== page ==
"The Novartis team has truly risen to the occasion to accelerate diversity in clinical trials and the research and development ecosystem across our nation," added James Hildreth, president and CEO of Meharry Medical College in Nashville, Tennessee. "We are grateful for the many critical next steps this initiative will take, which include fostering new groundwork for discovery through new clinical trial Centers of Excellence and increased access to resources to train the next generation of Black health care leaders at the four HBCU medical schools."
"Health equity isn't just a goal, it's a right," declared David Carlisle, president and CEO of Drew in South Los Angeles. "But like so many rights we now enjoy, shepherding it from idea to movement to reality takes a concerted effort, unyielding will, and strong partnerships. That's why we value our relationship with Novartis, the Novartis US Foundation, and all other Beacon of Hope participants as we work together towards a healthier tomorrow for everyone."
In addition to Novartis, Merck and Sanofi have signed on to the Beacon of Hope to run trials through the four Clinical Trial Centers of Excellence.
"We as an industry have an obligation to address health disparities through our research and development. To make sure all patients can benefit from our medicines, we must understand how these medicines work in diverse populations, especially in groups that have been historically underrepresented in clinical trials," said Dietmar Berger, chief medical officer and global head of development with Sanofi.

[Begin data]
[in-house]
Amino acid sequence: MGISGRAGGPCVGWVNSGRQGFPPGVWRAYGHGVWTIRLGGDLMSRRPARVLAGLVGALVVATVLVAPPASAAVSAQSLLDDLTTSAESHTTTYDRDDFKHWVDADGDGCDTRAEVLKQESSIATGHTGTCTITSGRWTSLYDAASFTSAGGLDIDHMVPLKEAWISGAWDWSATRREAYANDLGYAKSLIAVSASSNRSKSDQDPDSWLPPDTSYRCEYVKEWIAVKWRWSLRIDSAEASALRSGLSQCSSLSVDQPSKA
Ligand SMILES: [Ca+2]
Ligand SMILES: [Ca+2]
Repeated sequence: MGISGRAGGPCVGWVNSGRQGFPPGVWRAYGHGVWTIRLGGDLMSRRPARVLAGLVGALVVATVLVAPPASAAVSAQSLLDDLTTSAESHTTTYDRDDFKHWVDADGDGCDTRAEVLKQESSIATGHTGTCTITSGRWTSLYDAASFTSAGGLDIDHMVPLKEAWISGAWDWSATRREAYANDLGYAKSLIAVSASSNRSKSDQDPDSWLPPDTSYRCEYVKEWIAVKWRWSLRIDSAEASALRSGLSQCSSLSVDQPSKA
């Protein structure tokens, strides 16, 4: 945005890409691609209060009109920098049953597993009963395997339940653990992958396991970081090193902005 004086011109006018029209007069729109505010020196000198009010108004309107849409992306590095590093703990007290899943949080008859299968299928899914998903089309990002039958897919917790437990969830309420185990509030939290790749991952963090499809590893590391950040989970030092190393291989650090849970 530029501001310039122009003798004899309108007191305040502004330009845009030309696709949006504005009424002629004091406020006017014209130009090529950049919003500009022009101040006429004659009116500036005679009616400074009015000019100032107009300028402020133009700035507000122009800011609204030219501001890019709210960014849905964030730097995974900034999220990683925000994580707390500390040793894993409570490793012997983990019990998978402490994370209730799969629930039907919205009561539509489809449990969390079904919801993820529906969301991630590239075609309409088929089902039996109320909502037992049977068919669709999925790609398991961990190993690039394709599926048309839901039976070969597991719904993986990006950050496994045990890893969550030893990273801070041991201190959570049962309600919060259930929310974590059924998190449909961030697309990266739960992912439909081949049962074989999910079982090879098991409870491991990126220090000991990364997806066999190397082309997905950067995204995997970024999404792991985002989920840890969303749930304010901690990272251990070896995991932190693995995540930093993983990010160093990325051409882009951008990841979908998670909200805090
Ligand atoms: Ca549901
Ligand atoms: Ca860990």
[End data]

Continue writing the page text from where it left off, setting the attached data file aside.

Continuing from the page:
"Merck is proud to participate in a collaboration focused on improving enrollment of underrepresented people into clinical trials with the common goal of ensuring these trials appropriately reflect the diversity of the patients we serve worldwide," added Andy Lee, Merck's head of global clinical trial operations.
Morehouse School of Medicine's Clinical Trial Center of Excellence is now operational and is poised to start its first study with Novartis on a clinical trial evaluating a cholesterol management pathway in patients on maximally tolerated statin therapy who have also experienced a recent acute coronary syndrome event. The Center of Excellence is evaluating additional Novartis clinical trials including cardiovascular, breast cancer, and prostate cancer trials, and soon will begin to evaluate Merck and Sanofi clinical trials as well.
Launched in July 2021 as a $33.7m commitment from Novartis and the Novartis US Foundation, Beacon of Hope began as a 10-year collaboration with HBCUs and other organizations to increase diversity among clinical trial participants and investigators; improve access to high-quality education and promising jobs; address inherent bias in the data standards used to diagnose and treat disease, and find actionable solutions to environmental and climate issues that disproportionately affect health among communities of color.